Organizational Development Consultant and Leadership Coach

Nineteen Techniques to Gather Information: #8 Skits

June 19, 2014

“We are constantly trying to maximize the efforts of our organization. But it’s difficult to know how to help work teams without knowing exactly what they do or the problems they face. How can I lead work groups to share this kind of information without being boring?”

#8 Skits

What are Skits?

Skits allow groups to share information about their responsibilities and work situation with other groups in their organization. In this way they can help others better understand the reality of their situation.

Skits use the power of example to illustrate a position, depict a problem, or illuminate a typical work situation. In addition to being a fun and creative group exercise, Skits can be an extremely effective technique that exposes emotional, difficult, and frustrating work situations in memorable, profound, and powerful ways. Skits can also be used in many other ways such as to celebrate the end of a project or as an alternative to presentations in a large conference.

When Do I Use SKITS?

  • When it is important to share job information with other departments
  • When you want to illustrate a feeling or point that is not well explained in words alone
  • When you want to get a point across in an interesting, memorable way

How Do I Use Skits?

1. Ask participants from each group represented in the meeting to create a Skit that describes what it is like to work in their department. Include as much information as possible, such as the atmosphere, roles, responsibilities, as well as frustrations they might feel.

a. Have each group first agree on the key points they would like to make in their Skit.

b. Next ask them to plan the best way to portray those points in their Skits. This information is best presented on a chart, as in the example below.


In addition, establish clear groundrules for the exercise by posting a chart as illustrated below.


c. Allow approximately twenty to thirty minutes for preparation.

NOTE:  To begin, it is a good idea to allow twenty minutes for the preparation. About fifteen minutes into the exercise, ask each group how they are doing and allow them to negotiate for more time if necessary.

OPTION: Groups could come to the meeting already prepared to do this.

2. Have each group present their Skits.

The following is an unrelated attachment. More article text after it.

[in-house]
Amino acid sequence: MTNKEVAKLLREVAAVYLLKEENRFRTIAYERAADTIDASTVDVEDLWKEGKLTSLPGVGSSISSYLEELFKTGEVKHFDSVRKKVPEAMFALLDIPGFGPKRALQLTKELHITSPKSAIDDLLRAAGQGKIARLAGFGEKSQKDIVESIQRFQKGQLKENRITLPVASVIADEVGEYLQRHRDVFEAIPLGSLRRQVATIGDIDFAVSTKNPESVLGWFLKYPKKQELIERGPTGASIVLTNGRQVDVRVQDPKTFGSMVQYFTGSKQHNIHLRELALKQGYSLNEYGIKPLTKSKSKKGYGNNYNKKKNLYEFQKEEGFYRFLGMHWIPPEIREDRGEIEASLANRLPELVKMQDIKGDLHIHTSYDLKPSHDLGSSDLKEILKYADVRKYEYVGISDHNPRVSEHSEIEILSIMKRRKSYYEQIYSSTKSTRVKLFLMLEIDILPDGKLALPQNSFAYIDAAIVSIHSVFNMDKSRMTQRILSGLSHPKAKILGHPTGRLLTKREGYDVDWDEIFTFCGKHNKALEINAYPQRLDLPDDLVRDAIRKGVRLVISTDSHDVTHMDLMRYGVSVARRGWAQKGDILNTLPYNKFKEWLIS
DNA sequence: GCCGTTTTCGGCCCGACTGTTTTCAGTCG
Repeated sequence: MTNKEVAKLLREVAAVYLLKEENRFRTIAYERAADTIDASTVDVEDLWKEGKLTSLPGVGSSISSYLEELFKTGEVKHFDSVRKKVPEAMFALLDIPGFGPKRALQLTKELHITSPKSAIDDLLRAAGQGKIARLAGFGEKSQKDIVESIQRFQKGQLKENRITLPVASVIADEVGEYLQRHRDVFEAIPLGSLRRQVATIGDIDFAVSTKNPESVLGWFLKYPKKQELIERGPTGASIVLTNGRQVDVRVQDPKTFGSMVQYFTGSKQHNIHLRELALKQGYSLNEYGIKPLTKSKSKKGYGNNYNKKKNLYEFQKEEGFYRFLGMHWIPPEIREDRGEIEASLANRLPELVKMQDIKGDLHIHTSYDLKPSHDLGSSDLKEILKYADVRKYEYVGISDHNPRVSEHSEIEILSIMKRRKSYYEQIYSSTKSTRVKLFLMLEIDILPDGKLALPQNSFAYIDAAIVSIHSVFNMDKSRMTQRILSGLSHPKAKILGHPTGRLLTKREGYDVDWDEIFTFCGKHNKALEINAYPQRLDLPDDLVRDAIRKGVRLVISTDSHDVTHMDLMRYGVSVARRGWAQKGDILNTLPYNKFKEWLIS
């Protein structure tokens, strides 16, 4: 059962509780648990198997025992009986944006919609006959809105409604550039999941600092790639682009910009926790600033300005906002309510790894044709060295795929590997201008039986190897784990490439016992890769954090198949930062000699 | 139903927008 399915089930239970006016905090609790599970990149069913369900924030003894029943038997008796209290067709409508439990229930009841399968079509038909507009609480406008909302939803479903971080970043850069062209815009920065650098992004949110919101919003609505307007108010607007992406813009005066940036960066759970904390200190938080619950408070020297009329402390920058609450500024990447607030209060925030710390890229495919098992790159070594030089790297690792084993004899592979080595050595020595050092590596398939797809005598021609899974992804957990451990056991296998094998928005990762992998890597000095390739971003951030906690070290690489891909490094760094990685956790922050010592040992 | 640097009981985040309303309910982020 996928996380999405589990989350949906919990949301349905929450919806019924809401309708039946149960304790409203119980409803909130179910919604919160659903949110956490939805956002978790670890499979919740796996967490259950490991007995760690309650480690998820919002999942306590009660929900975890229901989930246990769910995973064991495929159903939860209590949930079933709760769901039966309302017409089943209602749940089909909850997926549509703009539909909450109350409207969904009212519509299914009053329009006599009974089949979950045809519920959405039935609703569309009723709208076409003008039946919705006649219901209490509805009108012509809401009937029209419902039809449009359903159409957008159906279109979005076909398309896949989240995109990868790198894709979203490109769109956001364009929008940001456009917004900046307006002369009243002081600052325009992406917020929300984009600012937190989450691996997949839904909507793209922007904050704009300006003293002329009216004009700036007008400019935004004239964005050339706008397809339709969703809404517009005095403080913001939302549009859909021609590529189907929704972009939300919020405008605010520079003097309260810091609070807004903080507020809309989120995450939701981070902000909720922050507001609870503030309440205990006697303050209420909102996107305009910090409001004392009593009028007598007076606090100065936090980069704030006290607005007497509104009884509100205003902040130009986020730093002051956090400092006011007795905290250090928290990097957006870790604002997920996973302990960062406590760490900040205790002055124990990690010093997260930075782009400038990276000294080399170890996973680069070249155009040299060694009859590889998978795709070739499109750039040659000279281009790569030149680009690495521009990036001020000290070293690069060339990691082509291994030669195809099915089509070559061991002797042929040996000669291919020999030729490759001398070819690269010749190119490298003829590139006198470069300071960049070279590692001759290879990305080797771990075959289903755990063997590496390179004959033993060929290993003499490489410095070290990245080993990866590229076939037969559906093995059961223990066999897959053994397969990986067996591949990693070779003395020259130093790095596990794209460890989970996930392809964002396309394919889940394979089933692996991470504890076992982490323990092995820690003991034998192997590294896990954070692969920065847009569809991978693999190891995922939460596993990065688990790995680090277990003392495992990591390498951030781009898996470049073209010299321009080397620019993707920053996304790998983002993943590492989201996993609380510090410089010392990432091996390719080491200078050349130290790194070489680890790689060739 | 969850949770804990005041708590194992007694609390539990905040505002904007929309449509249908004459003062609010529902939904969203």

3. Debrief the Skits. The debriefing exercise should take place in small intact work groups. Use the same debrief questions for each Skit, as shown below. The group who presented the Skit does not debrief their own Skit.


4. Have each group report back the summary of their discussions.

NOTE: If you have more than one group debriefing the same Skit, have each of those groups share their debrief for that same Skit before moving on to debrief other Skits.

5. Ask each group to take up to twenty minutes to create an action plan based on the information contained in their summaries. You might introduce this section by asking, for example, “What can your department/you do to improve communication and diminish the frustrations you observed in this skit?” Their action plan should be typed and distributed as soon as possible after the meeting.

6. Ask the group to define when and how to best follow up. Take responsibility to make sure that the follow-up does occur in the manner and time frame that the group agrees to.

In Summary:

Skits is a technique for sharing information across departments or groups. It is especially effective at educating people or groups about another group’s roles and responsibilities, and describing frustrations in working effectively with those groups or individuals.

1. Introduce Skits and ask each group that is represented to create and prepare a Skit that describes what it is like to work in their department.

2. Have each group present its Skit.

3. Debrief the Skits in small groups.

4. Report back a summary of all discussions.

5. Ask groups to create an action plan for improvement. Distribute agreements to pertinent other groups.

6. Ask the group how and when is best to follow up on their actions. Follow up as appropriate.


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